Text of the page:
For the phantom study,
we used a neonate phantom (Kyoto Kagaku Co.,
Ltd.) and 320-row CT equipment (Aquillion ONE,
Canon Medical System Corporation,
Japan). The irradiation conditions were as follows: 80 kV,
and rotational speed of 0.275 s/rotation. The scanning range was determined so as to the upper range limit is the submandibular,
and the scan length is 16 cm,
from where heart is set at almost center.
The lower range is the upper edge of the iliac crest.
in order to evaluate dose contributions of each angle,
a square type shielding box was made from lead (thickness of 2 mm).
As shown in Fig.
7 the box can be opened at each side. This allows the angular contribution from each side to be experimentally derived. Each surface of the shielding box was numbered as shown in the inset of Fig.
The dosimeters were placed on the surface of the phantom corresponding to the position of the left eye lens; in the area of the left eye lens a normal nanoDot OSL dosimeter is placed,
and for the right eye lens position the other dosimeter is placed in a shielding box as described below.
Fig. 7: Measurements of dose contribution from each direction. As shown in the right photograph, we made lead box which can measure individual contributions. The directions are defined by the schematic drawing in the figure. The photograph shows an example for measuring direction 1.
we made prototype lead shields (one is a neck brace,
and the other is an eye mask) to carry out the preliminary experiment for obtaining basic data.
The X-ray shields were made of a lead plate having a thickness of 1 mm. The outer size of the eye mask type X-ray shield is 6 cm in length and 16 cm in width. The outer size of neck brace type is 3 cm in length and 28.5 cm in width. These sizes were optimized to use on the neonate phantom. Both eye lens can be covered with the eye mask,
and the neck brace can surround the neck from submandibular to the apex of the lung. In order to test the shields performance,
we performed four different experimental conditions as shown in Fig.
8; in condition “i” both neck brace and eye mask were used,
in condition “ii” only the neck brace was used,
in condition “iii” only the eye mask was used,
and in condition “iv” the experiment was performed without any X-ray shields. As presented in the Fig.
nanoDot OSL dosimeters were placed at the eye lens positions.
Fig. 8: Phantom study to measure exposure dose to the eye lens. We performed four experimental settings: in the four settings i, ii, iii and iv, the phantom was scanned with and without the neck brace and eye mask.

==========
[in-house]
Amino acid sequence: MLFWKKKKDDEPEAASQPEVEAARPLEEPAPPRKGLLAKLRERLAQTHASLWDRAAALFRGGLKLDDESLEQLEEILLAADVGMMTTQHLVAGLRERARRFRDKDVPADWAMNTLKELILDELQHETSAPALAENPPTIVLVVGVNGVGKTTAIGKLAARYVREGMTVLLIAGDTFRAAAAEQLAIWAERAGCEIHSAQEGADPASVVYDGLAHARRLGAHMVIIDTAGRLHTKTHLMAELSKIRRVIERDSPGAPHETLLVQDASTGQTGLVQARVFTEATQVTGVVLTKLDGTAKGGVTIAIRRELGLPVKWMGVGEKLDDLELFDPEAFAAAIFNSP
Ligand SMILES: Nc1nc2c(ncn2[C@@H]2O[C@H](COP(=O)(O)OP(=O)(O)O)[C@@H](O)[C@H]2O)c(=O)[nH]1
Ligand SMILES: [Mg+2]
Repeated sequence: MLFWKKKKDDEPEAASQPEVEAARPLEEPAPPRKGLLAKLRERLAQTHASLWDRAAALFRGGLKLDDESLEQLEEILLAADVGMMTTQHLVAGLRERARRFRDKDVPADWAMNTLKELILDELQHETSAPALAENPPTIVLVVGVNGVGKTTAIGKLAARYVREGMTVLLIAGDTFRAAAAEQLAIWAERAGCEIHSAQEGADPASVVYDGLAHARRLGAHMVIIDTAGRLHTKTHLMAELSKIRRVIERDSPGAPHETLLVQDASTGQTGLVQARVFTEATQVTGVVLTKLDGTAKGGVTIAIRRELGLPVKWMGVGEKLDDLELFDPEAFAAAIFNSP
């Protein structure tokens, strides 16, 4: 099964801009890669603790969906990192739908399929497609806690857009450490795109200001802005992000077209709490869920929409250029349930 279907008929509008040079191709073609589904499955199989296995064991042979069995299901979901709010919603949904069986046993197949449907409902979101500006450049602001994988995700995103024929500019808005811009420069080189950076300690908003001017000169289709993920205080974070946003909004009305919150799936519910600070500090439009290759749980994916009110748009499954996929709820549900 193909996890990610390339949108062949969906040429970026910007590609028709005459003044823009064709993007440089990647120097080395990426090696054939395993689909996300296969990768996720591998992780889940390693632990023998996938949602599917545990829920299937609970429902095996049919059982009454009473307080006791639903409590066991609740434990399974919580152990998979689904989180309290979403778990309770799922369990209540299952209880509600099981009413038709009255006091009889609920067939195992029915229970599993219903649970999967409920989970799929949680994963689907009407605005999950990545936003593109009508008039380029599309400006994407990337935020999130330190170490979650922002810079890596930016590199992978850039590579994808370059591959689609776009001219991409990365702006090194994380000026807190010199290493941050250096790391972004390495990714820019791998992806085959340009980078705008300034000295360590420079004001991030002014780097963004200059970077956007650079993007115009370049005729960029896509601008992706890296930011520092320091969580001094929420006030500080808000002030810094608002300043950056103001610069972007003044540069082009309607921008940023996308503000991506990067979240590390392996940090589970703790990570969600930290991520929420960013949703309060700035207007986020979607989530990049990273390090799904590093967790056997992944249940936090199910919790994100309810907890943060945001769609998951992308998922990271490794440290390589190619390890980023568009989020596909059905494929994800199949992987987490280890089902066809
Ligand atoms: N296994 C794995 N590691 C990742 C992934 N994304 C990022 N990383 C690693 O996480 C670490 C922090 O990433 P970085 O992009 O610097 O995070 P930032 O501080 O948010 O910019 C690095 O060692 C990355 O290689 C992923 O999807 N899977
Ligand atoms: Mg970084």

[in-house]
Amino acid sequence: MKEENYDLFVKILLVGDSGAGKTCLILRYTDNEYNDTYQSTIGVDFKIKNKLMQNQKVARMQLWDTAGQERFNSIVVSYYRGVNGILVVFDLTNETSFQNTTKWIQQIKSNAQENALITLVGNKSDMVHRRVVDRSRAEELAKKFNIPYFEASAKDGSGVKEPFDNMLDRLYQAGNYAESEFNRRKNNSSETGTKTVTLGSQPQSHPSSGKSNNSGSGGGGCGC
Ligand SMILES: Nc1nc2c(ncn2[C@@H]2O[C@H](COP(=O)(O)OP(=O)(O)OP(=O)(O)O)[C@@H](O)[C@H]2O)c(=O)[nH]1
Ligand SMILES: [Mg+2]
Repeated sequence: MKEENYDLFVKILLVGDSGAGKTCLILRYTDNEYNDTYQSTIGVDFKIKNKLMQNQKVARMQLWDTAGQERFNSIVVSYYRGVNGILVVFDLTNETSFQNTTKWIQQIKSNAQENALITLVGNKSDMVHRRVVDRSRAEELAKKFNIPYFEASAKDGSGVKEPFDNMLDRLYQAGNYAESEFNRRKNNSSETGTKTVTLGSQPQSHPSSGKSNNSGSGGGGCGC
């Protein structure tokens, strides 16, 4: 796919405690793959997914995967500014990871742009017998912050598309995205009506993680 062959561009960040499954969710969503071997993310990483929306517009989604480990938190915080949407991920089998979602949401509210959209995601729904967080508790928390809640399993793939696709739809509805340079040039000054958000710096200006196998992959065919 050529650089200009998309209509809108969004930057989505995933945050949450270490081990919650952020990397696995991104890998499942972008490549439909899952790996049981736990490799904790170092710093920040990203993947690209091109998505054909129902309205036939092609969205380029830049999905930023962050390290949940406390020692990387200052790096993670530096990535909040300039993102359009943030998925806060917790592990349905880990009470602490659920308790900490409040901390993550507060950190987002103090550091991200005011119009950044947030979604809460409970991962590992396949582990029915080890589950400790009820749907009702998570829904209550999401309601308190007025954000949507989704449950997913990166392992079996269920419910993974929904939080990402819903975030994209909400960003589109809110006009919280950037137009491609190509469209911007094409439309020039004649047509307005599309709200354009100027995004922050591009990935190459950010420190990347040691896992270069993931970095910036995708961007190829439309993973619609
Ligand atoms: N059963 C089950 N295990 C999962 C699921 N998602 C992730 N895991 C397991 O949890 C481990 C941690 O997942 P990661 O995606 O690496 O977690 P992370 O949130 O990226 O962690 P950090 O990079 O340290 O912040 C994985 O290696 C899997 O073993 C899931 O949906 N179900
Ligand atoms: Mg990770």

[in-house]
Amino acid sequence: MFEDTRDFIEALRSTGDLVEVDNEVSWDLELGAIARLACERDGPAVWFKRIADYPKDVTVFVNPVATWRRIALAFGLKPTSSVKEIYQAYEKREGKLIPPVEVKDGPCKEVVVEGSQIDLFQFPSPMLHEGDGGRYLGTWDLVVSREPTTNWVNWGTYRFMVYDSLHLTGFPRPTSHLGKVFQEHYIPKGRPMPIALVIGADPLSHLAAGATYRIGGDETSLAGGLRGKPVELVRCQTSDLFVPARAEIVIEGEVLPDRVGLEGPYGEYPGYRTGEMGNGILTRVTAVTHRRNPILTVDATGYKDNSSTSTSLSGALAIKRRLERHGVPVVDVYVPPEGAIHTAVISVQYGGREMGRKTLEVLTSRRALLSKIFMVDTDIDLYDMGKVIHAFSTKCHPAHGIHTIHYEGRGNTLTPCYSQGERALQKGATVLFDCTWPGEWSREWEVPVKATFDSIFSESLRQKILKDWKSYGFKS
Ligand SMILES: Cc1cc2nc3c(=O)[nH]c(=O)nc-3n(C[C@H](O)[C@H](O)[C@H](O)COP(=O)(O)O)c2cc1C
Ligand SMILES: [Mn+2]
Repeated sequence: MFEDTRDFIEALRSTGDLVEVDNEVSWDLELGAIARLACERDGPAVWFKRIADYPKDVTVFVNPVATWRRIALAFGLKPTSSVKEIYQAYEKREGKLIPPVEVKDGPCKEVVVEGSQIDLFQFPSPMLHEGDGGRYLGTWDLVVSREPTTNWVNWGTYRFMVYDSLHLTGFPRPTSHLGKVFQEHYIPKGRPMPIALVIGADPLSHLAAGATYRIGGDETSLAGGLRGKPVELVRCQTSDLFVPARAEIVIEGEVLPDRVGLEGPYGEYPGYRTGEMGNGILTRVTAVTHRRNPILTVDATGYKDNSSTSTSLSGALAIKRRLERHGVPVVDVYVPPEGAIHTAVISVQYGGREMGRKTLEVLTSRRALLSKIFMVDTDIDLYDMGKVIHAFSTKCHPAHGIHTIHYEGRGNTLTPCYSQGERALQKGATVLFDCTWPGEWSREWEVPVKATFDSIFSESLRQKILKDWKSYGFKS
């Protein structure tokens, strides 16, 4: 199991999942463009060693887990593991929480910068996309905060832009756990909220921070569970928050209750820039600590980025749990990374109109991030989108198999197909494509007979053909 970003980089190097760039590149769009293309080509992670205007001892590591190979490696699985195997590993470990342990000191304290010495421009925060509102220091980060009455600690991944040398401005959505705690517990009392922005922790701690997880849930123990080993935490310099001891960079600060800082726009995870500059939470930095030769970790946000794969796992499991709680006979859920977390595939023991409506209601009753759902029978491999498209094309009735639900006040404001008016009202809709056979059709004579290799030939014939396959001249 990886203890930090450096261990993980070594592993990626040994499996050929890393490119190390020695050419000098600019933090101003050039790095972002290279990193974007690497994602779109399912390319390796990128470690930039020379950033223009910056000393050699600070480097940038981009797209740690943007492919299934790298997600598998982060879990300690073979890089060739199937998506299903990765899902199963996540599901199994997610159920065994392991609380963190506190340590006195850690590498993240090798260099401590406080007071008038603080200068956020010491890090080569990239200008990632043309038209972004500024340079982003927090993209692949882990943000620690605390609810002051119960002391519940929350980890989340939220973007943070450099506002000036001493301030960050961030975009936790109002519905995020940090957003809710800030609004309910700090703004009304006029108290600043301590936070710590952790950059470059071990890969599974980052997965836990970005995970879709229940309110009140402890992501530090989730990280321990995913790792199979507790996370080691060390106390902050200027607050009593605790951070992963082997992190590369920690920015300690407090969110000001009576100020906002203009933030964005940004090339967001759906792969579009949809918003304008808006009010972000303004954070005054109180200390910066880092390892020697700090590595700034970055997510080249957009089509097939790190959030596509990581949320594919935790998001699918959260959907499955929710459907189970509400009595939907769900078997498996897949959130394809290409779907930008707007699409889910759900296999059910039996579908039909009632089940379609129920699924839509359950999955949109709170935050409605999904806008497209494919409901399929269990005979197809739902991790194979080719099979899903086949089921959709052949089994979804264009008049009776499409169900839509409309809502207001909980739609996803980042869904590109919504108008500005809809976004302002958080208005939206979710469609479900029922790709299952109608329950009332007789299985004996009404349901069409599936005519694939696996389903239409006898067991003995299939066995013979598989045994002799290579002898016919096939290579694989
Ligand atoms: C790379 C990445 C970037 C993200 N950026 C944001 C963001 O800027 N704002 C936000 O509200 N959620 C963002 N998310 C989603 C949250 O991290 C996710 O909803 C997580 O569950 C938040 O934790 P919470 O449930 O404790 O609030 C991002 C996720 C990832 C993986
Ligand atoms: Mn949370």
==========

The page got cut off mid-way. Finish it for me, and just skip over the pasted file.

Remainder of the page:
Figure 9 shows the dose contribution from each angle. The highest dose contribution was from the side where the dosimeter was in contact with the body surface (direction 6 in the figure) and it was about 40% of the total dose. Subsequently,
a large dose contribution was from the side of dosimeter facing the foot (direction 5 in the figure) which was approximately 30% of the total dose. In contrast,
the dose contribution from the open side,
which is the surface of the dosimeter (direction 1 in the figure),
was approximately 14%. These results indicate that dose contributions to the eye lens are mainly caused by scattering X-rays coming from the patient body and there are small amounts of scattering X-rays from the direction of body surface.
Fig. 9: Measured results for dose contribution from each direction. We found that directions 5 and 6 are efficient; the exposure dose from the direction of 5 was caused by scattering radiation from the scanning area, and that of 6 was caused by scattering X-rays from the patient’s body.
Figure 10 shows the measurement results when we used the X-ray shielding items.
The table on the upper left of Fig.
10 summarizes the experimental results for each condition.
In the upper right graph,
the horizontal axis represents each condition and the vertical axis plots the relative dose reduction ratio. The value obtained by dividing the dose under the condition using the shield (condition “i”,
or “iii”) by the dose under the condition without using the shield (condition “iv”) was defined as the relative dose reduction ratio. When the relative dose reduction ratio in the case of not using a lead shield was defined as 100%,
the relative dose reduction ratio can be reduced to 23% when only the neck brace type shield is worn and by about 43% when only the eye mask type. It was found that 70% of the relative dose reduction ratio can be reduced by using both eye mask type and neck brace type. From this fact,
we assumed the passing of the scattering X-rays is depicted in the illustration,
as presented in lower right area of Fig.
10. X-rays are irradiated directly to the patient,
and scattered X-rays are generated from inside the patient; because current CT equipment has good collimation technique,
therefore there is no significant leakage radiation. In some cases,
scattered X-rays may reach the eye lens as represented by the blue line and have an influence,
and in another case,
scattered X-rays may not reach the eye lens as shown by the red line,
the neck brace. From these data,
we expect that the radiation dose can be reduced.
Fig. 10: Estimation of reduction of exposure doses using shielding items. Using the both neck brace and eye mask, exposure doses can be reduced to below 30%. It means reduction rate of 70% compared without any shielding items.